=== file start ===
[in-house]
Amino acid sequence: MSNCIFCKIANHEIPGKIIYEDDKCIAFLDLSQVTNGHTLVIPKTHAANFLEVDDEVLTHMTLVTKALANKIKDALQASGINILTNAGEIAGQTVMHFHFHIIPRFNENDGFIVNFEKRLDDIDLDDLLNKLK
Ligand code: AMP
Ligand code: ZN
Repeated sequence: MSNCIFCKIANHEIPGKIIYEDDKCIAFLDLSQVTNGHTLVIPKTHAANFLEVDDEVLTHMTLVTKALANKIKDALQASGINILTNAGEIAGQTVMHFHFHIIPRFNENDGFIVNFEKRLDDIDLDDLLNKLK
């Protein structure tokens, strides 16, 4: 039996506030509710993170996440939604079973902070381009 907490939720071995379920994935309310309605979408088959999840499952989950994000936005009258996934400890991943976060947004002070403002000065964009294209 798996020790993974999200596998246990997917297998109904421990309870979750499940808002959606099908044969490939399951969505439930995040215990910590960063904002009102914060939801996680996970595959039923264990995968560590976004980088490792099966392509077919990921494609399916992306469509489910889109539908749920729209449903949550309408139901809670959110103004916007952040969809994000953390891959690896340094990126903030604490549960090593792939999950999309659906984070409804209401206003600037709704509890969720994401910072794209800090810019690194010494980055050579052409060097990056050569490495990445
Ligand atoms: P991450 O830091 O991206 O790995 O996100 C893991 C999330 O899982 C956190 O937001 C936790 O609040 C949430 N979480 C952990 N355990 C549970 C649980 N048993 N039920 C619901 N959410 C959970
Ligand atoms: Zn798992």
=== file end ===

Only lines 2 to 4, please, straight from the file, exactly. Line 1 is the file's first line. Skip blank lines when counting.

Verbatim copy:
Amino acid sequence: MSNCIFCKIANHEIPGKIIYEDDKCIAFLDLSQVTNGHTLVIPKTHAANFLEVDDEVLTHMTLVTKALANKIKDALQASGINILTNAGEIAGQTVMHFHFHIIPRFNENDGFIVNFEKRLDDIDLDDLLNKLK
Ligand code: AMP
Ligand code: ZN